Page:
The unique role that the various sugars play in exercise is well illustrated by a new study published in March in Medicine & Science in Sports & Exercise. It involved a group of highly trained cyclists and their livers. For the experiment, Swiss and British researchers directed the cyclists, all men, to ride to exhaustion on several different occasions. After each ride, they swallowed drinks sweetened with fructose or glucose, another simple sugar often identified as dextrose on ingredient labels. (Some also drank a milk-sugar sweetener.)

The liver is often overlooked when we consider organs integral to exercise, but it is an important reservoir of glycogen, the body’s stored form of glucose. All sugars, including sucrose, or table sugar, and high-fructose corn syrup, which usually consists of almost equal portions of glucose and fructose, are converted into glucose, and stored as glycogen, in the body. Strenuous exercise diminishes or exhausts this liver glycogen, and until those stores are replenished, the body isn’t fully ready for another exercise bout.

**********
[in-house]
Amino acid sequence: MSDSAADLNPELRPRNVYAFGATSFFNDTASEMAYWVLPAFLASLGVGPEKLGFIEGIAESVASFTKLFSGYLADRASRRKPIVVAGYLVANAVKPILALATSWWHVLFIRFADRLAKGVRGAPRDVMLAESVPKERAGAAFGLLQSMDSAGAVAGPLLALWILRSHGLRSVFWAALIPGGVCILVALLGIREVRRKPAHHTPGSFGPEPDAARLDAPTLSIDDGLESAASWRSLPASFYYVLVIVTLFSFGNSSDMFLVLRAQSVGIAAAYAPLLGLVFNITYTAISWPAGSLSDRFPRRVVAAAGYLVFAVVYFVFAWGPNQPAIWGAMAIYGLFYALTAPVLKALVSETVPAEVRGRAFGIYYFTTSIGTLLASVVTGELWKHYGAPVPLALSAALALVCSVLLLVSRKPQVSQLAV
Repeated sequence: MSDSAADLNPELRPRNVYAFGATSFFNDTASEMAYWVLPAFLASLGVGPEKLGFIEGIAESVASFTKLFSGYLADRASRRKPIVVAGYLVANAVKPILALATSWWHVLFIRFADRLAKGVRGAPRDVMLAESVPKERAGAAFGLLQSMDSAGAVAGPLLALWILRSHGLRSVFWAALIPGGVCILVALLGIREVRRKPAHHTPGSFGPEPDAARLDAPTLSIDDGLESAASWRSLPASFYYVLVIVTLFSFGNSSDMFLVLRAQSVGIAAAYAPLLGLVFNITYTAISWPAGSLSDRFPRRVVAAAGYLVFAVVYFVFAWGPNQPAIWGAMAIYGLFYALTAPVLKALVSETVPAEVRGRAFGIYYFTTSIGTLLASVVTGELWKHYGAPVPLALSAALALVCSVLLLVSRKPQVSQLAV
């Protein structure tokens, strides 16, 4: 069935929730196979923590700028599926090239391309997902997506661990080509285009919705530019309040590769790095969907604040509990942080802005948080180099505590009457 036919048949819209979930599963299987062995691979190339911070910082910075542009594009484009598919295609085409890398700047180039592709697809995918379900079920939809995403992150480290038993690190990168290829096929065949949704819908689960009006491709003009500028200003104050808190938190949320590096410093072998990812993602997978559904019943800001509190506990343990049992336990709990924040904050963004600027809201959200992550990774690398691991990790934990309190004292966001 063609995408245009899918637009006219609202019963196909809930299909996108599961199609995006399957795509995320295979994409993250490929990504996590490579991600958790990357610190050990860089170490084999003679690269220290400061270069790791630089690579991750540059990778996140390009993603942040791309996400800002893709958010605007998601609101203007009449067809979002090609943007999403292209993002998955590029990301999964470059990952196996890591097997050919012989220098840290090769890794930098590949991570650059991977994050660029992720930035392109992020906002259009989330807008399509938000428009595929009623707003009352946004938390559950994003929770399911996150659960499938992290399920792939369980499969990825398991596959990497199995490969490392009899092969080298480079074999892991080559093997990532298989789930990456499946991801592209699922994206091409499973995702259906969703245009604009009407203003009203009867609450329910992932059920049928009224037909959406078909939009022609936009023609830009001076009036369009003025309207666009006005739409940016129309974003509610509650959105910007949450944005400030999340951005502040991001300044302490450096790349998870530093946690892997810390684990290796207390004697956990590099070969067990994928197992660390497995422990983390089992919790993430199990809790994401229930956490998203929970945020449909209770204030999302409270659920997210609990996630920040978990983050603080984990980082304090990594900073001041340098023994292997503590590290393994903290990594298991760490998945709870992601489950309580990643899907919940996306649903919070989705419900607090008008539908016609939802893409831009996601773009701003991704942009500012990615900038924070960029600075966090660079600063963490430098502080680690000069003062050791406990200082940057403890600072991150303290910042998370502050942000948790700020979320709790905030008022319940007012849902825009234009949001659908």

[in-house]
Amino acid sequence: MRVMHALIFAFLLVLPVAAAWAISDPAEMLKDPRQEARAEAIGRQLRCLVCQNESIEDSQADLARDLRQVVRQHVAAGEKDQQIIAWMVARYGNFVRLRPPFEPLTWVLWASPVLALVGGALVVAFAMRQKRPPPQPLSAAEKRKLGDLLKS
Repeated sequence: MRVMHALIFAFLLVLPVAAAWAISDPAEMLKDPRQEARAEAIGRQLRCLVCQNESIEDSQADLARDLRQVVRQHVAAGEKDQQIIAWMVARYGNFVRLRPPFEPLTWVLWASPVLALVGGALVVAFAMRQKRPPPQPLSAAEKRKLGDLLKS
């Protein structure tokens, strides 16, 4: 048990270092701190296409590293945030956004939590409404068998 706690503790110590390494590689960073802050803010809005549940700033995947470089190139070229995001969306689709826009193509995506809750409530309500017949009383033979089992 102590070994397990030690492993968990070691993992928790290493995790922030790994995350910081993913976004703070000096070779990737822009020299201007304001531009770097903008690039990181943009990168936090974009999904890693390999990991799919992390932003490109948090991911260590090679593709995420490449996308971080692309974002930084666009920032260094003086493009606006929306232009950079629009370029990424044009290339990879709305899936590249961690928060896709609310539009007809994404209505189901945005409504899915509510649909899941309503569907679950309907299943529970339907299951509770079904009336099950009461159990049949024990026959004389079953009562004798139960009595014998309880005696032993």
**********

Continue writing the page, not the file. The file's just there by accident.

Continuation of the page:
In this study, the scientists used magnetic resonance imaging to measure the size of each rider’s liver, before and after the rides. All of the cyclists lost liver volume during their workouts, a sign their livers were depleted of glycogen. But those who afterward drank fructose replaced the lost volume rapidly, showing a 9 percent gain in volume after six-and-a-half hours versus a 2 percent gain among the riders drinking glucose-sweetened drinks. Over all, the researchers concluded, fructose-sweetened drinks were twice as effective as the glucose-sweetened drinks in stimulating the liver to recover.